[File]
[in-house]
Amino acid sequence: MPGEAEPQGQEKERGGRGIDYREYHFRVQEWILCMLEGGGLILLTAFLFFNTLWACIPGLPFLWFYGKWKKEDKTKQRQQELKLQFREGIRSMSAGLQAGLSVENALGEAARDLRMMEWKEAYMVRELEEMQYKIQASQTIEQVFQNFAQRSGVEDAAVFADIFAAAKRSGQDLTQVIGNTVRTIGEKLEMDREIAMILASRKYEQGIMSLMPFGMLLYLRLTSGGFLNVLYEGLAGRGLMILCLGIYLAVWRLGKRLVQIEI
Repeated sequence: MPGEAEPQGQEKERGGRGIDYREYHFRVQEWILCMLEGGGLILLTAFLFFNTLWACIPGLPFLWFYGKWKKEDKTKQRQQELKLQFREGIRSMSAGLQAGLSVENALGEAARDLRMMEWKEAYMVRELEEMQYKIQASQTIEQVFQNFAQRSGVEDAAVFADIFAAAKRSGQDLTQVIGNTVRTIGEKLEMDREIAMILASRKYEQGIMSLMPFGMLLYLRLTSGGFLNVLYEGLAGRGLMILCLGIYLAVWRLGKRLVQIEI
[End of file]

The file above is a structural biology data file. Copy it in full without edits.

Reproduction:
[in-house]
Amino acid sequence: MPGEAEPQGQEKERGGRGIDYREYHFRVQEWILCMLEGGGLILLTAFLFFNTLWACIPGLPFLWFYGKWKKEDKTKQRQQELKLQFREGIRSMSAGLQAGLSVENALGEAARDLRMMEWKEAYMVRELEEMQYKIQASQTIEQVFQNFAQRSGVEDAAVFADIFAAAKRSGQDLTQVIGNTVRTIGEKLEMDREIAMILASRKYEQGIMSLMPFGMLLYLRLTSGGFLNVLYEGLAGRGLMILCLGIYLAVWRLGKRLVQIEI
Repeated sequence: MPGEAEPQGQEKERGGRGIDYREYHFRVQEWILCMLEGGGLILLTAFLFFNTLWACIPGLPFLWFYGKWKKEDKTKQRQQELKLQFREGIRSMSAGLQAGLSVENALGEAARDLRMMEWKEAYMVRELEEMQYKIQASQTIEQVFQNFAQRSGVEDAAVFADIFAAAKRSGQDLTQVIGNTVRTIGEKLEMDREIAMILASRKYEQGIMSLMPFGMLLYLRLTSGGFLNVLYEGLAGRGLMILCLGIYLAVWRLGKRLVQIEI